In the years following World War II, a town too proud of its virtues has to deal with its first murder.
Despite the implications of this crime, the town of Beneficent, MS, population 479, tries desperately to hold onto its vain self-image. The young veteran Jack Davis holds that idyllic vision of the town and tries to share it with Lisa Kemper, newly arrived from Indiana. But she is repelled by everything in town. While the sheriff tries to find the murderer, Jack and Lisa’s contentious courtship reveals the town’s strange combination of astute perceptions and surprising blind spots. Then they stumble onto shocking discoveries about the true nature of the town. But where will these discoveries lead? To repentance? Or to denial and continuation in vanity?
Published by: Lighthouse Publishing of the Carolinas
Here’s what others are saying about Lightning on a Quiet Night:
"Taylor's powerful historical romance is filled with passion and heart, spiced with mystery and a keen understanding of the human condition."
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--Roger Bruner, author of Found in Translation
"Skillfully written. His historic detail is amazing as he threads us in and out of the eye of the needle until we have no idea where we're headed."
--Linda Glaz, author of The Preacher's New Family
Excerpt from Lightning on a Quiet Night
The northeast Mississippi town of Beneficent, “A Town As Good As Its Name,” had never known a murder until Friday, January 9, 1948. Nor, in the oldest memory of its 479 citizens, had the town known a single felony.
Until the fatal moment, that January day progressed as hundreds had before. The winter dawn came late, struggling through clouds and fog to shed a dull gray light more kin to night than day. Cold rain fell to drench the thrush-brown land, and stolid hardwoods thrust black skeletal limbs upward against an iron-gray sky. Farmers revised work plans in deference to the rain, and storekeepers pondered its effect on weekend sales. But more than rain would be required that night to keep them from the Coosa County basketball tournament, an event as fundamental to their lives as seedtime and harvest. From all corners of the county they came in mud-spattered pickups, the less affluent in mule-drawn wagons, to converge on Beneficent. All brought good spirits to share an experience that came but once a year.
Yet among that cheerful crowd one stranger would come unwilling . . .
She was not here in captivity, the puddles in her yard were not the waters of Babylon, and she would not sit down by them and weep.
Still, she hadn’t bargained for this. After her mother’s death, last August, she’d postponed graduate school for a year to help her father adjust to life as a widower. Then she would get on with her studies— that is, if she could ever decide what to study. But when she made that decision in August, she never dreamed Stephen Kemper would leave his position with an Indiana corporation to manage the small chemical plant the company was building in Beneficent.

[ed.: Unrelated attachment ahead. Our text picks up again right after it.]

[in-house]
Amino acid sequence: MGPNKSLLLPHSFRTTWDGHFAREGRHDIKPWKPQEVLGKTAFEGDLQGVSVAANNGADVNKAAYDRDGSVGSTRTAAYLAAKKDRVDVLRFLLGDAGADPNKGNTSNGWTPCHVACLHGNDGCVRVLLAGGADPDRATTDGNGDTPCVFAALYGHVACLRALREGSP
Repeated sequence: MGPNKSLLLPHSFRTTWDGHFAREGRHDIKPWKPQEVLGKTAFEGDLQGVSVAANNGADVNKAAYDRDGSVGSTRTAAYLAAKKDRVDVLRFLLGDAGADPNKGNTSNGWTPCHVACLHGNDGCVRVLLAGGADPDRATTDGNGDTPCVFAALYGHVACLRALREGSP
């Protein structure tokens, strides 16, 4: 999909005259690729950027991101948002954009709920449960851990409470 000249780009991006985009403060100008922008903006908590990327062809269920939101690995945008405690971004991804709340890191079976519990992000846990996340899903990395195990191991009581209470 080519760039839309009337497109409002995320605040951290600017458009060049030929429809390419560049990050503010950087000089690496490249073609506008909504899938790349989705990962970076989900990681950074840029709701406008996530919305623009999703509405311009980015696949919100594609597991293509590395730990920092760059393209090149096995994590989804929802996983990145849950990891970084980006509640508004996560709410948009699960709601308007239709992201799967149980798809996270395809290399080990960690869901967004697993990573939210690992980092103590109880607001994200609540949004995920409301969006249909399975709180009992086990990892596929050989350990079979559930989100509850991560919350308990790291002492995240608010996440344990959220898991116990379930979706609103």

From first sight, she detested this backward town. She abhorred the unkempt fields and unpainted barns nearby, so different from the well-tended farms of Indiana. Most of all, she abhorred the boastful motto “A Town As Good As Its Name” and the complacency of the townspeople who thought they made it that way.
But she would get through this year, somehow. She had promised.
“Are you ready, Lisa?” Stephen Kemper’s voice carried from the living room.
“I’m coming, Father.”
A critical glance in the mirror confirmed that her new gray suit brought out the blue of her eyes and emphasized her trim figure. But not too much. And if the locals thought she was overdressed, that was their problem. With a final pat at her dark brown hair, she scooped up her raincoat and headed for the living room.
Miraculously, the rain suddenly stopped, though low clouds scudded by overhead. Maybe Senator Wilson had fixed the rain as he had so many things to help them fit into the community. Lisa wondered how an insignificant mud hill like Beneficent could produce someone like Wilson. He was handsome as a movie star—a war veteran, she’d heard, and people bragged that at age twenty-five, he was the youngest senator in the state’s history. She didn’t doubt that he was, but she did doubt that anyone had bothered to research it.
You’ll enjoy the tournament,” Wilson said. “It’s one of the great events of the year.”
Lisa answered with a smile and followed him out the door, her father close behind. For her father’s sake, she’d make sure people thought she enjoyed the tournament.
To read the rest of chapter 1, and the book:
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